LOS ANGELES - Someone who bought a Powerball ticket in Southern California has won a record $2.04 billion Powerball jackpot after more than three months without anyone hitting the top prize.
The winning numbers were selected Tuesday morning, nearly 10 hours after the scheduled Monday night drawing because of problems processing sales data at one of the game’s member lotteries. Lottery officials acknowledged the unprecedented delay for such a high-profile drawing but said the game’s security process took precedence.
But who won the Powerball?
Lottery officials confirmed to FOX 11 that as of Wednesday afternoon, they do not have a confirmed winner.
Keep in mind that winners undergo a rigorous vetting process by their state lottery. This process can take weeks or months before a winner can be declared, officials said.
Public disclosure laws vary by state.
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In California, the winner’s name is considered public record and the state lottery said a winner's full name, the name and location of the retailer that sold the ticket, and the amount of the winnings, including the gross and net installment payments, are all subject to disclosure, according to the California Lottery Winner's Handbook.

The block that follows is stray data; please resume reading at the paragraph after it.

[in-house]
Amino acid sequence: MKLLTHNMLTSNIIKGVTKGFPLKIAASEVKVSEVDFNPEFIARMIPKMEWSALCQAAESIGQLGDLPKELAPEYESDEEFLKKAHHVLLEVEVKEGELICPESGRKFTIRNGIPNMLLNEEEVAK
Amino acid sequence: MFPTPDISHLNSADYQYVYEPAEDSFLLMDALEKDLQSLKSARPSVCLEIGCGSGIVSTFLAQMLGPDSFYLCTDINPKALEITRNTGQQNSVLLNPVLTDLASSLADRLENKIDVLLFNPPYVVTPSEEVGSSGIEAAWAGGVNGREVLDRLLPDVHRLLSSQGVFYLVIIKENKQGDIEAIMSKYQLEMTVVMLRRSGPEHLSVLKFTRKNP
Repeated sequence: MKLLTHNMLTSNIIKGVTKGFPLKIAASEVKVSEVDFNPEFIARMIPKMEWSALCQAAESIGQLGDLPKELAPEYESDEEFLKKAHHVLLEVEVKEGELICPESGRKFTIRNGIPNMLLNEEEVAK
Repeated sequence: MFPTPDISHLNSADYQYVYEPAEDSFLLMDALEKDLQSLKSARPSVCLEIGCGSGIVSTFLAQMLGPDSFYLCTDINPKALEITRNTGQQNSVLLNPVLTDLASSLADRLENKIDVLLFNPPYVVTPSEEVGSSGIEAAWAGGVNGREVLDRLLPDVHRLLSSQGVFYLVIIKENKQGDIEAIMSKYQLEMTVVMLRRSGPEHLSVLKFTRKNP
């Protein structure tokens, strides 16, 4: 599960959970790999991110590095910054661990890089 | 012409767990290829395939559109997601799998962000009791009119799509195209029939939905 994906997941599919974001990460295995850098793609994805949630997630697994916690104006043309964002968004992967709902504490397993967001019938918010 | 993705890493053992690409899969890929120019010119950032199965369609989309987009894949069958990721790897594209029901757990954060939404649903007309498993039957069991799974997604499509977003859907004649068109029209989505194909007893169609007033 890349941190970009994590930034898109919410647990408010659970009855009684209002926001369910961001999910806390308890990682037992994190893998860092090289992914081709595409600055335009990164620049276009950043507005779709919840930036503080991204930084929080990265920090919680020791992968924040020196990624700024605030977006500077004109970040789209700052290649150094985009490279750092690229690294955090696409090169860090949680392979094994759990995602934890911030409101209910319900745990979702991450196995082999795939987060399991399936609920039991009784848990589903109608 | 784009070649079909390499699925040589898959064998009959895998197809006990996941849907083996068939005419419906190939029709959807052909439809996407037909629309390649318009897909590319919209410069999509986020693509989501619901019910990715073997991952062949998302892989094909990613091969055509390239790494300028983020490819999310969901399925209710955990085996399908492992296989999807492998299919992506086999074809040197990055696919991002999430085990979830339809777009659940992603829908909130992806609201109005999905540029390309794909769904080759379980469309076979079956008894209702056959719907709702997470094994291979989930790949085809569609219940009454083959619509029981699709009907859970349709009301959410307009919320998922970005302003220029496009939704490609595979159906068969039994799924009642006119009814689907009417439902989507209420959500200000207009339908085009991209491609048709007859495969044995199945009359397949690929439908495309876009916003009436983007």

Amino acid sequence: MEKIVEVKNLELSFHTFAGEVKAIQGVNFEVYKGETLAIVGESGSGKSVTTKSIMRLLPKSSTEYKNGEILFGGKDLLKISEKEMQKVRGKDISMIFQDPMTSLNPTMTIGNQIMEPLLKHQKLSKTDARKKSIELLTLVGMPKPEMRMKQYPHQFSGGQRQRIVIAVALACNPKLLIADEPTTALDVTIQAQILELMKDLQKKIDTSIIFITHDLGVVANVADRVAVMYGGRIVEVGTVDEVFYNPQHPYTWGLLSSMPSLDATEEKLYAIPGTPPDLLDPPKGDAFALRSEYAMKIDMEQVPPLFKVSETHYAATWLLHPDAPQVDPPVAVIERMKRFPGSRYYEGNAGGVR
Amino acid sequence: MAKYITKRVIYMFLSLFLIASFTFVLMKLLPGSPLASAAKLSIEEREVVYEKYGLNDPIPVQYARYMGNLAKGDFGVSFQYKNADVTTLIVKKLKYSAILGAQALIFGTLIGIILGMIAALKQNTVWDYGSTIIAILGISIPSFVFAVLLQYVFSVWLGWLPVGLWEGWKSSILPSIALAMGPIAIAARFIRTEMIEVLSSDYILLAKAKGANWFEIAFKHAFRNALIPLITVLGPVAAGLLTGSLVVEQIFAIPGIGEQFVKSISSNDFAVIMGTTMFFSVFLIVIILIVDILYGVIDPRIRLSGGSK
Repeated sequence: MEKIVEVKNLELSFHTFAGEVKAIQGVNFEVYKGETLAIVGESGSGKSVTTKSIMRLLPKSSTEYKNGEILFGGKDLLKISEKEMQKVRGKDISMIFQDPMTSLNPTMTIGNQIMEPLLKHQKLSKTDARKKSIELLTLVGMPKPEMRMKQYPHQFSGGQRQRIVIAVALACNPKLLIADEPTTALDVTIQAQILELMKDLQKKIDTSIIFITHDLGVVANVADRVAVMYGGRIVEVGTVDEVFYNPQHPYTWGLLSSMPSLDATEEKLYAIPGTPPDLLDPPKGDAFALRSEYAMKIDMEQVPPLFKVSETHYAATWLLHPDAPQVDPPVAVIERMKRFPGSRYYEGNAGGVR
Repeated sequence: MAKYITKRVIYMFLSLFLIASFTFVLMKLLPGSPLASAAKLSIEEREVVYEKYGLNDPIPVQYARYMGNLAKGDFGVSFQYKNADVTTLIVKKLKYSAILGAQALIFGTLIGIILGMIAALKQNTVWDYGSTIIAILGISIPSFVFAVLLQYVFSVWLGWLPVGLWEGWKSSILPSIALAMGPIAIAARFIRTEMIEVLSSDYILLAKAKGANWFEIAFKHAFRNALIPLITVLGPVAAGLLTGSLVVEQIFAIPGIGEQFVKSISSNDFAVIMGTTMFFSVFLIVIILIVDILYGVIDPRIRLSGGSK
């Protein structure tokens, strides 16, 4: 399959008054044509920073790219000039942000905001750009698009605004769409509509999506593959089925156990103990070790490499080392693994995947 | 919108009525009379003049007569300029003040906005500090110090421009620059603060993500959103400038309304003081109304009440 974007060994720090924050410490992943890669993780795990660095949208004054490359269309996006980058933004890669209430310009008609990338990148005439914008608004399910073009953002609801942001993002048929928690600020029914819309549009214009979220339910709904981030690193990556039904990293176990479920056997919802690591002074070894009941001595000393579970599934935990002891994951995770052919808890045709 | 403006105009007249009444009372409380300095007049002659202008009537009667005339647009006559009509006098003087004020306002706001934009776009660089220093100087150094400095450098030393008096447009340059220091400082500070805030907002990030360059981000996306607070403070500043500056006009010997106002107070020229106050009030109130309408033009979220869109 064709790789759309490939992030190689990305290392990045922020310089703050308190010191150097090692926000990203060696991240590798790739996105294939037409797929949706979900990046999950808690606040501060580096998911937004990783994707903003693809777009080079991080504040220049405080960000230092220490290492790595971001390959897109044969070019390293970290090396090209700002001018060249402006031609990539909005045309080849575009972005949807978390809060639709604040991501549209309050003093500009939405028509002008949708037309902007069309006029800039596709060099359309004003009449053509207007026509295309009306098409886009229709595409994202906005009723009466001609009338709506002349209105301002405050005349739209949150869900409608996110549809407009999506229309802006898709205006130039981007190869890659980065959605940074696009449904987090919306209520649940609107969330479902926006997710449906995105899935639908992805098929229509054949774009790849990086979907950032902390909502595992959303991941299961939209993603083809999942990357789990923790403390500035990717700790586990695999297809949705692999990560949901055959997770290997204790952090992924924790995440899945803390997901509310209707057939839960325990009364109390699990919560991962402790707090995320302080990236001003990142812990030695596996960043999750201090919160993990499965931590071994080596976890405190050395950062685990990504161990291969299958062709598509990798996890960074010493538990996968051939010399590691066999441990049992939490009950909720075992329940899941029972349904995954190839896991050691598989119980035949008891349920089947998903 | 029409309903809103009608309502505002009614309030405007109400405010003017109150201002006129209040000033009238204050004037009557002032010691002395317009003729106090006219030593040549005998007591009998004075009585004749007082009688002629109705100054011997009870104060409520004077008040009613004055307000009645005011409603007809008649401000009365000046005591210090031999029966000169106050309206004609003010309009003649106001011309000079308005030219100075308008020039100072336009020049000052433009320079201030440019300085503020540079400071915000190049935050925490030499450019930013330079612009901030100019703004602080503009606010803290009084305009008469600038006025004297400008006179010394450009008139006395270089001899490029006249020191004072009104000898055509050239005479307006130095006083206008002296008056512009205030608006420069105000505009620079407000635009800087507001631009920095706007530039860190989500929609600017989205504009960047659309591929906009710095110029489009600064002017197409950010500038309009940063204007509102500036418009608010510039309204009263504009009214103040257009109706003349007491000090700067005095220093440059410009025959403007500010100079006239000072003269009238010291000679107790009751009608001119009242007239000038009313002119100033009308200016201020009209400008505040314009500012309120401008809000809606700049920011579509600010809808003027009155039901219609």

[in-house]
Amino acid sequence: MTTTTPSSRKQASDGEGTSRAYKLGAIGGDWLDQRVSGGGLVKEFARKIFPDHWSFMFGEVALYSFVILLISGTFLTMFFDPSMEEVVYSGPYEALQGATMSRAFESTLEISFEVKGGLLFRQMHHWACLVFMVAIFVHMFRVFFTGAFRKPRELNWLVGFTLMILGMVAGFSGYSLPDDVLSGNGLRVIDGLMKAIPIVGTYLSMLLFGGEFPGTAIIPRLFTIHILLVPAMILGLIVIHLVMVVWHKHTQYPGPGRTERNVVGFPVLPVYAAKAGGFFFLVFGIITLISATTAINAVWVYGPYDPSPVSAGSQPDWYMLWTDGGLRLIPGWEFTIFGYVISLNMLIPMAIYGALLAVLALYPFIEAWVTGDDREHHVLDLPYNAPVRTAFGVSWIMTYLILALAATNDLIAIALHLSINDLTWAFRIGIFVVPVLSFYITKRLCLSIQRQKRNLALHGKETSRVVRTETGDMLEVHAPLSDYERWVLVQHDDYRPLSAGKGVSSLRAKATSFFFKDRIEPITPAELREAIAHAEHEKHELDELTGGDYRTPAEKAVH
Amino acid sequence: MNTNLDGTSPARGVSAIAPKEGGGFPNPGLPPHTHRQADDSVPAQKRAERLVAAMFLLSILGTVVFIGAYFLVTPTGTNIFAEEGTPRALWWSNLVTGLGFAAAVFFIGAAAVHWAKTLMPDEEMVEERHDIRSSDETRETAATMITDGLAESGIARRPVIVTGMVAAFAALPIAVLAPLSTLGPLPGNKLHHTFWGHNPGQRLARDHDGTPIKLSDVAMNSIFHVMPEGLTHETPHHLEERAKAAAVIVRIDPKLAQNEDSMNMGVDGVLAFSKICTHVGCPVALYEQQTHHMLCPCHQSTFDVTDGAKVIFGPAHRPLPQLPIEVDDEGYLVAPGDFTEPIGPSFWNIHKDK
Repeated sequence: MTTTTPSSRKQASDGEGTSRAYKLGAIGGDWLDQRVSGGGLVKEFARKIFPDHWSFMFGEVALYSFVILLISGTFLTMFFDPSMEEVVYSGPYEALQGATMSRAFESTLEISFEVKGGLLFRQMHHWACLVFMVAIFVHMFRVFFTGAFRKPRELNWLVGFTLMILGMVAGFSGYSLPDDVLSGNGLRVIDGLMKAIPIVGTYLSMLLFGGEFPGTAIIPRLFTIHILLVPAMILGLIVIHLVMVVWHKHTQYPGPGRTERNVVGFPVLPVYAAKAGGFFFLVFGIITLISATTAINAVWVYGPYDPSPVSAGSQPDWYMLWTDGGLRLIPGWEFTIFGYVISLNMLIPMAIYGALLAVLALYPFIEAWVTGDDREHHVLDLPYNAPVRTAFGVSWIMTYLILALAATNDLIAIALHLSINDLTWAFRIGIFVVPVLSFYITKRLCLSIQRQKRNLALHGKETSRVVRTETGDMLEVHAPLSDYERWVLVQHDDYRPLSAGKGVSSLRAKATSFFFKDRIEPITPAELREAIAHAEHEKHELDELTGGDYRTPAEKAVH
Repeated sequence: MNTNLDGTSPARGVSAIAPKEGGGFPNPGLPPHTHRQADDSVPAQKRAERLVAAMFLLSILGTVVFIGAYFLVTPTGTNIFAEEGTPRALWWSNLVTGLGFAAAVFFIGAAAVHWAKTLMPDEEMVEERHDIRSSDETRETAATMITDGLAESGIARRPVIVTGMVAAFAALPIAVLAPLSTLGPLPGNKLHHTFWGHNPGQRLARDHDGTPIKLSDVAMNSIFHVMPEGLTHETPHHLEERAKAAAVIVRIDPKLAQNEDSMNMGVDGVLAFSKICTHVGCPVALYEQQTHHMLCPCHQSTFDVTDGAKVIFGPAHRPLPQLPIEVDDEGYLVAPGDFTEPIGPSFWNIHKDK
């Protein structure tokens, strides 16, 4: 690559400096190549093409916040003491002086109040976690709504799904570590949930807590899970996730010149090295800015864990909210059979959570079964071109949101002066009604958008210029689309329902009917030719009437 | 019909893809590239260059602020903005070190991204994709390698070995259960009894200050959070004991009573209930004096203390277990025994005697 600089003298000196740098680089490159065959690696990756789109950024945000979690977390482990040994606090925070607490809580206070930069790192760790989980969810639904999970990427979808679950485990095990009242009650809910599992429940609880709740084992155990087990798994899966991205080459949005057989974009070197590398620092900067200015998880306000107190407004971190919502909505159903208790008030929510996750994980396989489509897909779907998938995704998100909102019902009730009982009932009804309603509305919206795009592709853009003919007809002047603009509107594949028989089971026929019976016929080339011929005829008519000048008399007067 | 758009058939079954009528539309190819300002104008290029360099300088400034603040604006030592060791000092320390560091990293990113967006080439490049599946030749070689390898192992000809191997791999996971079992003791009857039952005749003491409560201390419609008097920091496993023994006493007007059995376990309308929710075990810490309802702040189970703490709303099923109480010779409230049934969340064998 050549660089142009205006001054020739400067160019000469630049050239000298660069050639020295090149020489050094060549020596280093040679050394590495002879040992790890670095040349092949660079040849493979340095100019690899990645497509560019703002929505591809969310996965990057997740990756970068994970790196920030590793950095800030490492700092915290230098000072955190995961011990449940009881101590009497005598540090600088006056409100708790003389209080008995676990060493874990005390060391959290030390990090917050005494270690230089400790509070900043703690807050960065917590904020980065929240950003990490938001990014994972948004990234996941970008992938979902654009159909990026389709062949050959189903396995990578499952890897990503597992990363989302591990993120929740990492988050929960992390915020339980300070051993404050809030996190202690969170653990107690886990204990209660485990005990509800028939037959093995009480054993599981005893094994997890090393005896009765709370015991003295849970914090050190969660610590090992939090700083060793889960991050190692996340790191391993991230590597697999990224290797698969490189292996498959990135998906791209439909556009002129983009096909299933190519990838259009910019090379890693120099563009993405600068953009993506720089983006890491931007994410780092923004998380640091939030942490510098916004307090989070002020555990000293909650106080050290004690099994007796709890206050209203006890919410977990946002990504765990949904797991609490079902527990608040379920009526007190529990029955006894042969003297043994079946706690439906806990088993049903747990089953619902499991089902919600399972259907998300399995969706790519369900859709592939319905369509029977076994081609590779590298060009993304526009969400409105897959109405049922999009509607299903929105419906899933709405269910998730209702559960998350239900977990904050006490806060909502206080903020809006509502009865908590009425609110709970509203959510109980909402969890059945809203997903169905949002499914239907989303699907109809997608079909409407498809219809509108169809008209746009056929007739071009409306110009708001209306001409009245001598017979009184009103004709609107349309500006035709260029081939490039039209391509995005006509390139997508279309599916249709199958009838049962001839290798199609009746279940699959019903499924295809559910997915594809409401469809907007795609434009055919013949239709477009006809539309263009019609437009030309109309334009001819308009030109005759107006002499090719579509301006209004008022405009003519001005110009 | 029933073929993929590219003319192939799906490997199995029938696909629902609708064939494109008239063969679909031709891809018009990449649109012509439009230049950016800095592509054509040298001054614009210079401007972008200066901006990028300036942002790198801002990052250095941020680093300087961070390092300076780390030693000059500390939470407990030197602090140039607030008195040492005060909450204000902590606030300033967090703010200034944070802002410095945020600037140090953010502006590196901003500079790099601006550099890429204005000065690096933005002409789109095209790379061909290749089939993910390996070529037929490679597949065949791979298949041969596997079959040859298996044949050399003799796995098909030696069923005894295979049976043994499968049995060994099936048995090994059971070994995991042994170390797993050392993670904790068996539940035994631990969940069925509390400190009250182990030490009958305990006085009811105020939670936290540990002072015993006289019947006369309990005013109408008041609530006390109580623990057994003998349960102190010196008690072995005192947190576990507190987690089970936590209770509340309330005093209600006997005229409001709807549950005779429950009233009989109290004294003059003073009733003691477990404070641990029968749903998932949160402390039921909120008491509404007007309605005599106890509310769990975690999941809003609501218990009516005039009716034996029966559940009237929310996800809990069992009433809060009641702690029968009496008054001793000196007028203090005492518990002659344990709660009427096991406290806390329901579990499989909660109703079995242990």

While lottery winners are often advised by financial experts to not tell anyone that they've won, only some states allow winners to remain anonymous.
The North American Association of State and Provincial Lotteries, which is a nonprofit professional trade association that represents all government-sanctioned lotteries in North America, says players cannot remain anonymous in most participating jurisdictions.
"State and provincial lawmakers want the public to know that the lottery is honestly run and so require that at a minimum the name of the winner and their city of residence be made public," its website states. "This way the public can be reassured that the prize really was paid out to a real person."
States that grant anonymity include Arizona, Delaware, Florida, Georgia, Illinois, Kansas, Maryland, and Minnesota, New Jersey, Texas, Virginia, and Wyoming.
As an alternative, winners might be able to form a blind trust through their attorney so that winnings can be anonymously received, State Farm advises.
FOX News and The Associated Press contributed to this report.